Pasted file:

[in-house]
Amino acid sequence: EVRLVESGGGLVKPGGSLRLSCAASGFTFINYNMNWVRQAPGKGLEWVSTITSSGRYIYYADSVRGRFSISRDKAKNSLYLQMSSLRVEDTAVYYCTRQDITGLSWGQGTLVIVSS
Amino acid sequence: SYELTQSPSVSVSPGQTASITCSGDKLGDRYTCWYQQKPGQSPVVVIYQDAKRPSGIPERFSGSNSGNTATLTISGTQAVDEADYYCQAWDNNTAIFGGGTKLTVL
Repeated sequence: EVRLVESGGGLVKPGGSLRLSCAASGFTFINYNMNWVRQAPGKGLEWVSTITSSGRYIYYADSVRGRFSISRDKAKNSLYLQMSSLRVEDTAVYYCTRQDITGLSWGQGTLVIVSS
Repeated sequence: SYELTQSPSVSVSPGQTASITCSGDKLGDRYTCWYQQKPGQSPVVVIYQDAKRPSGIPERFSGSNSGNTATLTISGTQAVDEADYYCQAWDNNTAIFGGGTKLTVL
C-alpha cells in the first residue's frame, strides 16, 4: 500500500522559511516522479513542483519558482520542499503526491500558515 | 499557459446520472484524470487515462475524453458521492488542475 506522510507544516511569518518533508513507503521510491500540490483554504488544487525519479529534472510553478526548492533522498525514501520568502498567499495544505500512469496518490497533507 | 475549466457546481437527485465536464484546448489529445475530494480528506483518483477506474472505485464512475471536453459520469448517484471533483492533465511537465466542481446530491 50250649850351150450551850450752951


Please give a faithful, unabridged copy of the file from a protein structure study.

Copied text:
[in-house]
Amino acid sequence: EVRLVESGGGLVKPGGSLRLSCAASGFTFINYNMNWVRQAPGKGLEWVSTITSSGRYIYYADSVRGRFSISRDKAKNSLYLQMSSLRVEDTAVYYCTRQDITGLSWGQGTLVIVSS
Amino acid sequence: SYELTQSPSVSVSPGQTASITCSGDKLGDRYTCWYQQKPGQSPVVVIYQDAKRPSGIPERFSGSNSGNTATLTISGTQAVDEADYYCQAWDNNTAIFGGGTKLTVL
Repeated sequence: EVRLVESGGGLVKPGGSLRLSCAASGFTFINYNMNWVRQAPGKGLEWVSTITSSGRYIYYADSVRGRFSISRDKAKNSLYLQMSSLRVEDTAVYYCTRQDITGLSWGQGTLVIVSS
Repeated sequence: SYELTQSPSVSVSPGQTASITCSGDKLGDRYTCWYQQKPGQSPVVVIYQDAKRPSGIPERFSGSNSGNTATLTISGTQAVDEADYYCQAWDNNTAIFGGGTKLTVL
C-alpha cells in the first residue's frame, strides 16, 4: 500500500522559511516522479513542483519558482520542499503526491500558515 | 499557459446520472484524470487515462475524453458521492488542475 506522510507544516511569518518533508513507503521510491500540490483554504488544487525519479529534472510553478526548492533522498525514501520568502498567499495544505500512469496518490497533507 | 475549466457546481437527485465536464484546448489529445475530494480528506483518483477506474472505485464512475471536453459520469448517484471533483492533465511537465466542481446530491 50250649850351150450551850450752951